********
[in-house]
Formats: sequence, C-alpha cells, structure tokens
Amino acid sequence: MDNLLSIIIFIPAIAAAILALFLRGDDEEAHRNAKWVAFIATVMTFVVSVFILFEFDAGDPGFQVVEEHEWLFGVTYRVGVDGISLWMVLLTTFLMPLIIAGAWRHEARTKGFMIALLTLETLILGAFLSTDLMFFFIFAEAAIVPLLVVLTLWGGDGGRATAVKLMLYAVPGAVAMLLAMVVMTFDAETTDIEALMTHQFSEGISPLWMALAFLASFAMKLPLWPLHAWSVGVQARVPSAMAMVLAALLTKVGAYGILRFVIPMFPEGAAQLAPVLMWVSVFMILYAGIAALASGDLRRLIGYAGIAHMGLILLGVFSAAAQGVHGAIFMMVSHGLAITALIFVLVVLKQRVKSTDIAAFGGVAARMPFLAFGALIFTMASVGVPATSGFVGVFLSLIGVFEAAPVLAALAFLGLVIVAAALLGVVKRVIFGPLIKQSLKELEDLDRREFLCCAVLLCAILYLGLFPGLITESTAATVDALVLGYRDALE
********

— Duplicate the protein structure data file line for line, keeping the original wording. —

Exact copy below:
[in-house]
Formats: sequence, C-alpha cells, structure tokens
Amino acid sequence: MDNLLSIIIFIPAIAAAILALFLRGDDEEAHRNAKWVAFIATVMTFVVSVFILFEFDAGDPGFQVVEEHEWLFGVTYRVGVDGISLWMVLLTTFLMPLIIAGAWRHEARTKGFMIALLTLETLILGAFLSTDLMFFFIFAEAAIVPLLVVLTLWGGDGGRATAVKLMLYAVPGAVAMLLAMVVMTFDAETTDIEALMTHQFSEGISPLWMALAFLASFAMKLPLWPLHAWSVGVQARVPSAMAMVLAALLTKVGAYGILRFVIPMFPEGAAQLAPVLMWVSVFMILYAGIAALASGDLRRLIGYAGIAHMGLILLGVFSAAAQGVHGAIFMMVSHGLAITALIFVLVVLKQRVKSTDIAAFGGVAARMPFLAFGALIFTMASVGVPATSGFVGVFLSLIGVFEAAPVLAALAFLGLVIVAAALLGVVKRVIFGPLIKQSLKELEDLDRREFLCCAVLLCAILYLGLFPGLITESTAATVDALVLGYRDALE